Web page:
My sister's house has water pipes on the roof. Though this is Florida
(Gainesville), it gets cold enough that they need some protection.
We've tried every kind of pipe insulation we can find in the big box
stores, and it all falls apart quickly in the sunlight, even the
highest quality stuff. I'm looking for ideas.
The pipes carry water for a water/air heat-exchange heat pump. It's
almost always running when the outside temperature is below freezing,
and combined with the fact that an extremely cold night might get down
to, oh, 12F every 20 years or so, we're not worried about what happens
under normal conditions. The worry is what happens when electrical
power goes out, or if the unit malfunctions. The pipes are PVC and I
figure that, unprotected, they could freeze to breaking in an hour or
two. It hasn't happened yet, but the worry remains.
There are two parallel pipes, 1" diameter IIRC (or close), about 5"
apart, total length from eaves to unit about 40'. (Once they turn
under the eaves, I have little worry about freezing.) They are about
1-1/2" above the roof surface (held up by bits of 2x4). There are
three right angles. Where the pipes reach the unit, they have a short
distance that's farther above the roof, but that's another problem.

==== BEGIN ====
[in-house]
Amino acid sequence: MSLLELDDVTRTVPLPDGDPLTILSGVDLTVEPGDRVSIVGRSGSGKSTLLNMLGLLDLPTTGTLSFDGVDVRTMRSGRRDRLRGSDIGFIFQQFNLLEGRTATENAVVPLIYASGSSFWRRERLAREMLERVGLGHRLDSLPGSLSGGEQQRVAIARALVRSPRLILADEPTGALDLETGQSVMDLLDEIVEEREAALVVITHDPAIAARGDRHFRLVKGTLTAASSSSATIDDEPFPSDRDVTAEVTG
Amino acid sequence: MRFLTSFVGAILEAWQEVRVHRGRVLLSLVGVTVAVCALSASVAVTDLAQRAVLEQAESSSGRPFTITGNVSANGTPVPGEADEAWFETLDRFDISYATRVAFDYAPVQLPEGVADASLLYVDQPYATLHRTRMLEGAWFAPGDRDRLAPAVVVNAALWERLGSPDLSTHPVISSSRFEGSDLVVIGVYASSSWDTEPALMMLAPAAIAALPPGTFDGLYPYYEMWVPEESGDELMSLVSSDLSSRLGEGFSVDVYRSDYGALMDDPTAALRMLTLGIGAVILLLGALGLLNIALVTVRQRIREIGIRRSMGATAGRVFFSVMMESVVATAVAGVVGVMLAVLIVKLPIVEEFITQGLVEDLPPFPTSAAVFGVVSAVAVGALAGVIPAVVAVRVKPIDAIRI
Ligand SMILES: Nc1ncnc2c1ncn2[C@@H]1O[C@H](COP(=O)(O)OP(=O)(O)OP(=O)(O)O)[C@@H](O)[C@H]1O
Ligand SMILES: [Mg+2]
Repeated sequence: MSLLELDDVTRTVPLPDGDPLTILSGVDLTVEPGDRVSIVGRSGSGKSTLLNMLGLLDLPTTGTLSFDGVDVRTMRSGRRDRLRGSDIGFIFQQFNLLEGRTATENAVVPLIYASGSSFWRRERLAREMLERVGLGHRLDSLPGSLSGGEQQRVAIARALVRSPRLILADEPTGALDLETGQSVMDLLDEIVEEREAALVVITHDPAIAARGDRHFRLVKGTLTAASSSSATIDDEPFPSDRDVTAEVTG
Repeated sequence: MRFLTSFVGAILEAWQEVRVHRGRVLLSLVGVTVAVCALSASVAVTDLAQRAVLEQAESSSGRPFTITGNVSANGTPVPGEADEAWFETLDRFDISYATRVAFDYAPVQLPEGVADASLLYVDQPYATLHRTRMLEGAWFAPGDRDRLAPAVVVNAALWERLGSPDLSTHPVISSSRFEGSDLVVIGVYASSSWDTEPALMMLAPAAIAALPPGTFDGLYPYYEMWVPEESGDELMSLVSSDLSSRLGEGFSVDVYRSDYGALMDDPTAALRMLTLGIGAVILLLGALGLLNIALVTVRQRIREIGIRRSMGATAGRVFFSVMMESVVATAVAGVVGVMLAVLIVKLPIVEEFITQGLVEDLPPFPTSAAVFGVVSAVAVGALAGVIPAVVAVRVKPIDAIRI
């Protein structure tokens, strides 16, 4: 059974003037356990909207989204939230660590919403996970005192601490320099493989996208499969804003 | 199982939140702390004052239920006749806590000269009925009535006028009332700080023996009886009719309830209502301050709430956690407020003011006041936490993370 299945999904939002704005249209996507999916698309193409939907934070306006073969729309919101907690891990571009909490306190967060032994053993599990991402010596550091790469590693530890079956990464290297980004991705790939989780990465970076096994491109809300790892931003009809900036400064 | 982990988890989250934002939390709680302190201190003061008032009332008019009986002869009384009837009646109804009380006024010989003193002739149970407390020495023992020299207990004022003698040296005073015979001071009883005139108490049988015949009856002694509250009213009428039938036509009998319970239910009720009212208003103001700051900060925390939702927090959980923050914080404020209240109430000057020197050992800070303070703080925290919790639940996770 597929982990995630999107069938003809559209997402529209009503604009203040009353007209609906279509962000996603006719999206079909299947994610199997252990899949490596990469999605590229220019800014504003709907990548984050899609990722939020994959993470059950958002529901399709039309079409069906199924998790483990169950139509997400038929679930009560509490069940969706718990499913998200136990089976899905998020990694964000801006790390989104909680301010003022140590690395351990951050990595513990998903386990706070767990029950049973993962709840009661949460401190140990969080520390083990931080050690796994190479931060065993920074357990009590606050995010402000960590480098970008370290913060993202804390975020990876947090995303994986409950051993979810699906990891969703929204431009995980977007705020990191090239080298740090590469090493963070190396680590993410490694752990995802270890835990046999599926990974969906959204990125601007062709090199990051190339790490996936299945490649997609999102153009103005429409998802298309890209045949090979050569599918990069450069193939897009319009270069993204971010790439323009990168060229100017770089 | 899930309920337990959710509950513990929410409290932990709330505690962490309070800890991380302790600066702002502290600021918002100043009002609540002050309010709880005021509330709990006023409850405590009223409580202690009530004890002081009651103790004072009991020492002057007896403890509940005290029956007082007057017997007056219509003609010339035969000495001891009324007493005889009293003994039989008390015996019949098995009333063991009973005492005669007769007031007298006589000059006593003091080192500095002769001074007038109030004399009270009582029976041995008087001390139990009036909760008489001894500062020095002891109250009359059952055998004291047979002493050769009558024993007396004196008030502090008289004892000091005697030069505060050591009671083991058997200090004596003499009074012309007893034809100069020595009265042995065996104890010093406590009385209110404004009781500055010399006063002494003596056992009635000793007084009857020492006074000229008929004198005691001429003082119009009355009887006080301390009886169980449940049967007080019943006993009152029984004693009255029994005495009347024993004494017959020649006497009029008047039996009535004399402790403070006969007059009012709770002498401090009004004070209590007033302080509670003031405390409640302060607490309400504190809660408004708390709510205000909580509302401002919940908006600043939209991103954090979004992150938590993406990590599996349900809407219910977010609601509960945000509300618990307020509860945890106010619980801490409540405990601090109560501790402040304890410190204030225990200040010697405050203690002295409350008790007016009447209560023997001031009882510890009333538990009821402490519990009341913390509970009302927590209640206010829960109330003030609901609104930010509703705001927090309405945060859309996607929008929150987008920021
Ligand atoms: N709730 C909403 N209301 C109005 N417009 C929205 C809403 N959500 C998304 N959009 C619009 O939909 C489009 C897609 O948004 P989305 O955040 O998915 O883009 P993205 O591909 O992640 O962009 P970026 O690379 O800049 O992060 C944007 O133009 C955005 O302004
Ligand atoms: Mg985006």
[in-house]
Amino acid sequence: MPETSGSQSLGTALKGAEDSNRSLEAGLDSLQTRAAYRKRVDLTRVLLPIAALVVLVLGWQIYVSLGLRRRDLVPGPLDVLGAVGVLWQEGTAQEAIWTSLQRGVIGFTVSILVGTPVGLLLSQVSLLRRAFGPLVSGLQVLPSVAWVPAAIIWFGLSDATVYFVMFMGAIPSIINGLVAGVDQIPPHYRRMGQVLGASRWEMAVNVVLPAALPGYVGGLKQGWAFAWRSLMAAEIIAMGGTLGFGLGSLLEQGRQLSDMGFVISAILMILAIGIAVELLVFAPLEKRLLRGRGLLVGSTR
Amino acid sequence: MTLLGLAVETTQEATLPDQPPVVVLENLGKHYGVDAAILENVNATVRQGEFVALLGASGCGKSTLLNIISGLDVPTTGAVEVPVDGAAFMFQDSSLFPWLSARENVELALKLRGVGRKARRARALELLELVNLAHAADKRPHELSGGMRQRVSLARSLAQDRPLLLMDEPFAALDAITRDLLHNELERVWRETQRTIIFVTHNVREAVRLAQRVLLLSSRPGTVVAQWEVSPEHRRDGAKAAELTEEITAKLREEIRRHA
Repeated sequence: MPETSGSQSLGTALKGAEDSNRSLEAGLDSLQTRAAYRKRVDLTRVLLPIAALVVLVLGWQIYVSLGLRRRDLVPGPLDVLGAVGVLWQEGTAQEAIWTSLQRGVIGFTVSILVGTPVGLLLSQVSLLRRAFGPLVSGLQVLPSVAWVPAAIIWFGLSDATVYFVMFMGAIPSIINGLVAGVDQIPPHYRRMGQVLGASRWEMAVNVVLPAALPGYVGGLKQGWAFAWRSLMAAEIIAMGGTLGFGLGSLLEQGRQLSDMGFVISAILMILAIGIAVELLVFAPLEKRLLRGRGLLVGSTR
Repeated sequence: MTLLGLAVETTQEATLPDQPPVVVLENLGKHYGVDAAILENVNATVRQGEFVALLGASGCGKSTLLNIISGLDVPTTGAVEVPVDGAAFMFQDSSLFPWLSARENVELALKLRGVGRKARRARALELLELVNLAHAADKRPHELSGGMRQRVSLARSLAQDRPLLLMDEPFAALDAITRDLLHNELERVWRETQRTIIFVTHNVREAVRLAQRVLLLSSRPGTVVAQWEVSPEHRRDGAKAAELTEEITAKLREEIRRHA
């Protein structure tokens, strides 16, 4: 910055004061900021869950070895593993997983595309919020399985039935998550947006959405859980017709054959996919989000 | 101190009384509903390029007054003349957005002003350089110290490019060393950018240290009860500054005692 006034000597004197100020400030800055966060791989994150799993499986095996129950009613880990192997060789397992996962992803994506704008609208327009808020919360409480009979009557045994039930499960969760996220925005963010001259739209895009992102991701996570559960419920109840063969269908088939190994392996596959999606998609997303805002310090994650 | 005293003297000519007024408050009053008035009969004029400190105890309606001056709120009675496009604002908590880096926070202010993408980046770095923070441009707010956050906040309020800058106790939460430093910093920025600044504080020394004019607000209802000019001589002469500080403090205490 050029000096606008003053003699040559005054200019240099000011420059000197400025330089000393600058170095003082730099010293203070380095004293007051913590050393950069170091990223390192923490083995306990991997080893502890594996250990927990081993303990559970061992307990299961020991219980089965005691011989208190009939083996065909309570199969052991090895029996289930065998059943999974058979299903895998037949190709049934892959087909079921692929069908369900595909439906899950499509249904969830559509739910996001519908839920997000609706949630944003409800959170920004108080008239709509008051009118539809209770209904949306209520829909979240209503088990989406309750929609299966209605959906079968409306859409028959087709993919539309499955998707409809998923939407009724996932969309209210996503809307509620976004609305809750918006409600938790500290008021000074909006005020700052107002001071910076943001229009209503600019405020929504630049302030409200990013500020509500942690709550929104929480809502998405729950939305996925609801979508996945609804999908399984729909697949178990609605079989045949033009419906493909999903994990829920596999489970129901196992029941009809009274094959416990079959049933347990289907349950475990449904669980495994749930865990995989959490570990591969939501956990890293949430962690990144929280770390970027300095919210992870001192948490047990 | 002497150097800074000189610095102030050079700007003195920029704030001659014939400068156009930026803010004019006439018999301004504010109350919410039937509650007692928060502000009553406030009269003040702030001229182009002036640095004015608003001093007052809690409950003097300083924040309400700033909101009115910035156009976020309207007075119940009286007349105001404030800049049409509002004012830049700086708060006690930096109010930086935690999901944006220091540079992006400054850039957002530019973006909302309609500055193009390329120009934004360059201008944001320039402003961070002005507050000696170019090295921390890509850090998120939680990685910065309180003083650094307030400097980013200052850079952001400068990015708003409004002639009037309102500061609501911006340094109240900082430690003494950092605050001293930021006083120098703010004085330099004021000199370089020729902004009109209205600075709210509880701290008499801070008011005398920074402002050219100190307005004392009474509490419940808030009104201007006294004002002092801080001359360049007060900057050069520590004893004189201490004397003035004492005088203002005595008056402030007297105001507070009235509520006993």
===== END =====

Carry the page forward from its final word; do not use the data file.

Option 1: I figure if I had some light weight 8" PVC pipe, I could rip
it into two halves, spray a little foam insulation on the inside, and
make a sort of Quonset hut over the pair of pipes. I haven't found
reasonably light weight PVC pipe, and the normal stuff in that size is
expensive and probably pretty difficult to cut.
Option 2: I could maybe do a similar thing with 3" or 4" PVC pipe --
rip it, spray foam insulation, and put it on top of one pipe before
the foam sets. This would not protect the bottom of the pipe, but
might be sufficient. Or glue some strips of foam board to the bottom
... the latter would eventually deteriorate in the sunlight, but would
be fairly easy to replace.
Option 3: I could use 8" diameter metal ducting, split, as in Option 1
above. That's expensive, hard to cut lengthwise, and probably would
Option 4: I could make a plywood box to go over the pipes, and line it
with foam insulation board. But I would have to use PT plywood, and
I've only seen that in 3/4" thickness. Heavy and expensive. I really
only need 1/4".
Option 5: I could do a similar thing to Option 4 with PT lumber. Have
not compared cost with PT plywood, but seems to have the same